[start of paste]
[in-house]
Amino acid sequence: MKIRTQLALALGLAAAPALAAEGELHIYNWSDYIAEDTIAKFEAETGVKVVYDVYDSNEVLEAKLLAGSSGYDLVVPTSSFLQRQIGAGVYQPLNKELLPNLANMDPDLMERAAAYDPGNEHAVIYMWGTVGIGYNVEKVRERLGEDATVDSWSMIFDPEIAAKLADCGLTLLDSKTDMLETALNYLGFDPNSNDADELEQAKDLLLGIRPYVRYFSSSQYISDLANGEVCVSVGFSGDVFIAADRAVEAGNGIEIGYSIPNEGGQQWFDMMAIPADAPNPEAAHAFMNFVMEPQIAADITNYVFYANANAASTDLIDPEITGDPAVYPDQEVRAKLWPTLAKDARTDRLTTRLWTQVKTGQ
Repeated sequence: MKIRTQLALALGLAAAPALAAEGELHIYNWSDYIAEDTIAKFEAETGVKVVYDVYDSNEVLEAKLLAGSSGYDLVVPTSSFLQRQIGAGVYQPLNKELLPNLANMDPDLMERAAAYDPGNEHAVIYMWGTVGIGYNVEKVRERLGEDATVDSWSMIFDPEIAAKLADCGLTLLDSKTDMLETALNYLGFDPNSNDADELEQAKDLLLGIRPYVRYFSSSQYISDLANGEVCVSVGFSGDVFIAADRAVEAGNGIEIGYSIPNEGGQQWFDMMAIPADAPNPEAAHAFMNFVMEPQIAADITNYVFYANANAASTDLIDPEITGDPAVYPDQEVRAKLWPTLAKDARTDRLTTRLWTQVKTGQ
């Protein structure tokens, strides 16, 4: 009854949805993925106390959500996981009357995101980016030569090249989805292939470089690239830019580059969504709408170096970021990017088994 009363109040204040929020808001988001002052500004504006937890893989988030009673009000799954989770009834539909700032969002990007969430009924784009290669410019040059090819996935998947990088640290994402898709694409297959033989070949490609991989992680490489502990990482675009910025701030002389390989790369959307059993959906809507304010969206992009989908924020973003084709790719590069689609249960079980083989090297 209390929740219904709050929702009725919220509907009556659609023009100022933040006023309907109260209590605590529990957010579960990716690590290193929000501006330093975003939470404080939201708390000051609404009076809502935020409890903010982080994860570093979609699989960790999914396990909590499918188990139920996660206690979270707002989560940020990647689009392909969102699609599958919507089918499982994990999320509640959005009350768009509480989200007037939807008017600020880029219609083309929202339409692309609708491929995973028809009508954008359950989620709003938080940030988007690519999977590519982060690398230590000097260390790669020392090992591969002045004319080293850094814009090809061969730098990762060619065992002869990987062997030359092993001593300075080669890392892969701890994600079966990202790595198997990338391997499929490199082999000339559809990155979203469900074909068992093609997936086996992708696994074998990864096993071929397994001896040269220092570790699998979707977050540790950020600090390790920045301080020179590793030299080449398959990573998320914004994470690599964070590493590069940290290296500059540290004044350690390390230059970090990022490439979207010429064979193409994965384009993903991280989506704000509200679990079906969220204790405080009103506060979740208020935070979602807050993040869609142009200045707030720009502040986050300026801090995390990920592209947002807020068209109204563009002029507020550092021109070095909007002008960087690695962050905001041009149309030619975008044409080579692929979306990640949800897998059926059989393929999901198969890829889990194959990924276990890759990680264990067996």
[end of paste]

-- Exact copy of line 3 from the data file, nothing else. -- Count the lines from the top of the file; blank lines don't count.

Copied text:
Repeated sequence: MKIRTQLALALGLAAAPALAAEGELHIYNWSDYIAEDTIAKFEAETGVKVVYDVYDSNEVLEAKLLAGSSGYDLVVPTSSFLQRQIGAGVYQPLNKELLPNLANMDPDLMERAAAYDPGNEHAVIYMWGTVGIGYNVEKVRERLGEDATVDSWSMIFDPEIAAKLADCGLTLLDSKTDMLETALNYLGFDPNSNDADELEQAKDLLLGIRPYVRYFSSSQYISDLANGEVCVSVGFSGDVFIAADRAVEAGNGIEIGYSIPNEGGQQWFDMMAIPADAPNPEAAHAFMNFVMEPQIAADITNYVFYANANAASTDLIDPEITGDPAVYPDQEVRAKLWPTLAKDARTDRLTTRLWTQVKTGQ